Research: Why roosters don’t go deaf

31-01-2018 | |
Photo: Wikimedia / Haeferl
Photo: Wikimedia / Haeferl

Roosters have their own natural mechanism to prevent them from going deaf from their loud crowing, researchers have found.

Analysis has shown that a rooster’s crow averages over 100 decibels, which is equivalent to a chainsaw.

People who regularly use chainsaws without ear protection go deaf due to the damage to the tiny hair cells in the inner ear.

But researchers from the University of Antwerp and the University of Ghent, Belgium, have discovered why roosters don’t suffer the same consequences as chickens of both genders have such hairs in their ears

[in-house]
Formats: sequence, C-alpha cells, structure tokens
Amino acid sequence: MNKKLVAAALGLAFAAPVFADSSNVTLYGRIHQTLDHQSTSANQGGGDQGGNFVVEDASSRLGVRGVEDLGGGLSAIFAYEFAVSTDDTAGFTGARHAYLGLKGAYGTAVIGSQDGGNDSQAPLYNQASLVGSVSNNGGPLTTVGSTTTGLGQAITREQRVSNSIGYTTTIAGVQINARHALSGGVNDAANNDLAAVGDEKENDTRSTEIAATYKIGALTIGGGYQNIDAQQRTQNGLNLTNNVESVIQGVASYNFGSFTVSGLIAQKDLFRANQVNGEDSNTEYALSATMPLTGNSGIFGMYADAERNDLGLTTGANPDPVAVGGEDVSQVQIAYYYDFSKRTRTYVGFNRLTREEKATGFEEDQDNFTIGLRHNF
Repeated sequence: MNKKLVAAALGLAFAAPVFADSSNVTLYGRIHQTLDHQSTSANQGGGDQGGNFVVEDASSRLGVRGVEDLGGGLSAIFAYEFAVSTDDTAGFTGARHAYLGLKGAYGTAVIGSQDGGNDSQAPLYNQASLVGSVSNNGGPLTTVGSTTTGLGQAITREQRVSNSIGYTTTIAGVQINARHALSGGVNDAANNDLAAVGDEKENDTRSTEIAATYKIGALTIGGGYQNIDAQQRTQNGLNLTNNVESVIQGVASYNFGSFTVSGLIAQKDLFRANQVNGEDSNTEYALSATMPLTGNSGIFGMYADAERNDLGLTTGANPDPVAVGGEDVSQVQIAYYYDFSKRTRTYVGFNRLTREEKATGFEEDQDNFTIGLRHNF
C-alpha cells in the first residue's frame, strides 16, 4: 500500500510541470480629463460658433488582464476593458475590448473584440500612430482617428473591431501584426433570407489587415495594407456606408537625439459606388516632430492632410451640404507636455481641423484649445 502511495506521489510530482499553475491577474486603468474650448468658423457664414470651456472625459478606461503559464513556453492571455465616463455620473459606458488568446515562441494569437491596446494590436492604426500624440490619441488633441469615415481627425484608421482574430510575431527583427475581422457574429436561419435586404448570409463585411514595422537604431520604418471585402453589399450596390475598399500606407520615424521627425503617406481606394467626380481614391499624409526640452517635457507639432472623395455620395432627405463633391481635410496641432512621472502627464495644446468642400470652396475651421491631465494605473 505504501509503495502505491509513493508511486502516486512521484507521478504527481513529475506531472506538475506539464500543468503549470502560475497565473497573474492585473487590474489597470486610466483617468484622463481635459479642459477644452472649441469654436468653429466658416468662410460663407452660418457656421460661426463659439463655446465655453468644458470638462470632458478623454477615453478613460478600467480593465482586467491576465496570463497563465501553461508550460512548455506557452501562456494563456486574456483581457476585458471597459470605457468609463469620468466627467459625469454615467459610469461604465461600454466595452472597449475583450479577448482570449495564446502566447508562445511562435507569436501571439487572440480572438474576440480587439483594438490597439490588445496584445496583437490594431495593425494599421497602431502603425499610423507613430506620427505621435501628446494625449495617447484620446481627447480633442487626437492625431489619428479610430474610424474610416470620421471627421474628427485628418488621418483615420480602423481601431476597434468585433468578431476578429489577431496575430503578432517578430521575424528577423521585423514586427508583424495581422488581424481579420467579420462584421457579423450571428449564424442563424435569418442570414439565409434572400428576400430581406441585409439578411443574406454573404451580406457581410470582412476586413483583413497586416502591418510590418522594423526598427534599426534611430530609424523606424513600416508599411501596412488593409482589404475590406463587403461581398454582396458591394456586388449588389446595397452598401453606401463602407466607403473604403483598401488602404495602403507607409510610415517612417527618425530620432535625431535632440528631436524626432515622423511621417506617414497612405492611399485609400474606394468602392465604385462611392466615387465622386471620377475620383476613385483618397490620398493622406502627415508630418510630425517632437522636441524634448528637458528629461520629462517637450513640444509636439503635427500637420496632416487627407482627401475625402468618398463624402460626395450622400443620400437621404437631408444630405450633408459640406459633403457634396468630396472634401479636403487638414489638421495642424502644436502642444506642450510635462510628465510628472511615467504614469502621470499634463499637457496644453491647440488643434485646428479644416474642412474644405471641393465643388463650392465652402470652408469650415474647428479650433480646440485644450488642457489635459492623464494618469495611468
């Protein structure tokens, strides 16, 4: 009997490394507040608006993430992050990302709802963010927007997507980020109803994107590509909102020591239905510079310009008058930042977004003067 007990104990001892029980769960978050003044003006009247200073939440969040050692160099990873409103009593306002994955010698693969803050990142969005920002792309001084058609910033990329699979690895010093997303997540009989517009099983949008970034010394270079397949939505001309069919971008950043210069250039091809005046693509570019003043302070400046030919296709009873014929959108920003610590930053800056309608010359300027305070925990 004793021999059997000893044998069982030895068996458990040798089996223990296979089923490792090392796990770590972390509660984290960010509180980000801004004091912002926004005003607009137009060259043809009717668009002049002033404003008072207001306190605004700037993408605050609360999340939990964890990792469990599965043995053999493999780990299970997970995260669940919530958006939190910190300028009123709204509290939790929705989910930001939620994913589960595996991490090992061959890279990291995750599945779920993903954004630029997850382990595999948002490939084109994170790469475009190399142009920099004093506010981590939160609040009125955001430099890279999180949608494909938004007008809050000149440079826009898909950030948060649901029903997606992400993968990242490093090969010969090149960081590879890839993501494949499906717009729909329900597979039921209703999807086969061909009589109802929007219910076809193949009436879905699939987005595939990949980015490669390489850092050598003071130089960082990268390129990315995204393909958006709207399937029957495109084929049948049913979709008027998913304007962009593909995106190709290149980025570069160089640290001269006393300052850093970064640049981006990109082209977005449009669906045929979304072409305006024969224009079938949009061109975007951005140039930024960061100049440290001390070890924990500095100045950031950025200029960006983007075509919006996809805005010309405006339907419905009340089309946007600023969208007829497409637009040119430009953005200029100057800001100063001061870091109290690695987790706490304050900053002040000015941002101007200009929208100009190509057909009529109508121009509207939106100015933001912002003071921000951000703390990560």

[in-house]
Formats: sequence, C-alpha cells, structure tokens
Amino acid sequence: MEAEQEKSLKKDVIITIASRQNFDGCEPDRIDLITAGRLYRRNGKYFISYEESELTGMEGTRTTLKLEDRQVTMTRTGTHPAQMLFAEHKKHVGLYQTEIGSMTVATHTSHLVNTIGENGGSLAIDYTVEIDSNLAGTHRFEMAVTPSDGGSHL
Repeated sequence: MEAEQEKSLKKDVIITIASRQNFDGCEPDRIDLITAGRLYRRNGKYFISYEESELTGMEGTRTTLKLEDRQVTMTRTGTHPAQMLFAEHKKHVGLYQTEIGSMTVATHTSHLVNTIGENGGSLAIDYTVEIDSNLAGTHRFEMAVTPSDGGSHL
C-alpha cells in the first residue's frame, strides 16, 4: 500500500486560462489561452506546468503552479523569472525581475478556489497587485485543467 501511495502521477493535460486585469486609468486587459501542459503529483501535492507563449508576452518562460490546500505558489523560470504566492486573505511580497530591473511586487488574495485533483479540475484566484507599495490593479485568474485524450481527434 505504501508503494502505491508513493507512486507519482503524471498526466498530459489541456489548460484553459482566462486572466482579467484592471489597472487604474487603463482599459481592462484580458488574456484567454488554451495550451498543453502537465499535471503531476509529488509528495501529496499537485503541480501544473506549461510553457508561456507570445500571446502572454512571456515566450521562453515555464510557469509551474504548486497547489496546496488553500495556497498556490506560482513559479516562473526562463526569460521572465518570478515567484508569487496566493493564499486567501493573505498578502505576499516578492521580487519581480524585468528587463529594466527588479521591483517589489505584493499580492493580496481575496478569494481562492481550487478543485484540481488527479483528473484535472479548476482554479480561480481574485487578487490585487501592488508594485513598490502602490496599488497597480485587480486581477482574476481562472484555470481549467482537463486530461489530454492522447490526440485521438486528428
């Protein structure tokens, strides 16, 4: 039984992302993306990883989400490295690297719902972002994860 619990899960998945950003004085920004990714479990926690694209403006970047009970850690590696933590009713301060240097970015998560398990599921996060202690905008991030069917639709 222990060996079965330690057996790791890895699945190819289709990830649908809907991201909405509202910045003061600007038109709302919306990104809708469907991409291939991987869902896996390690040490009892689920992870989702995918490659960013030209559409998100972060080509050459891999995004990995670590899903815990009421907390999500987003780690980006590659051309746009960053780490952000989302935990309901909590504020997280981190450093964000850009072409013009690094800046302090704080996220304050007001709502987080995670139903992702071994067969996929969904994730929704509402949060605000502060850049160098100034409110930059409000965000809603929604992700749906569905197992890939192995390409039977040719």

In a paper published in the journal Zoology, they outline how they placed a tiny microphone near the ears of sample roosters to measure how loud the crowing would sound and they performed micro-computerized tomography scans on the skulls of the birds.

They discovered that half of the birds’ eardrum was covered by a soft tissues that dampened incoming noise. And they also found that when the rooster tilted its head back to crow, another bit of material covered the ear canal completely, serving as a built-in ear plug.

The researchers noted the birds also have another advantage – unlike humans, birds can regrow damaged hair cells – particularly useful as the study found that sound pressure levels from the crowing can reach amplitudes of 142.3 decibels.

Roosters also tend to seek a vantage point offering maximum reach when they crow (away from the hens and chicks), making sure everyone within earshot knows that the hens that live there are his!

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Tony Mcdougal Freelance Journalist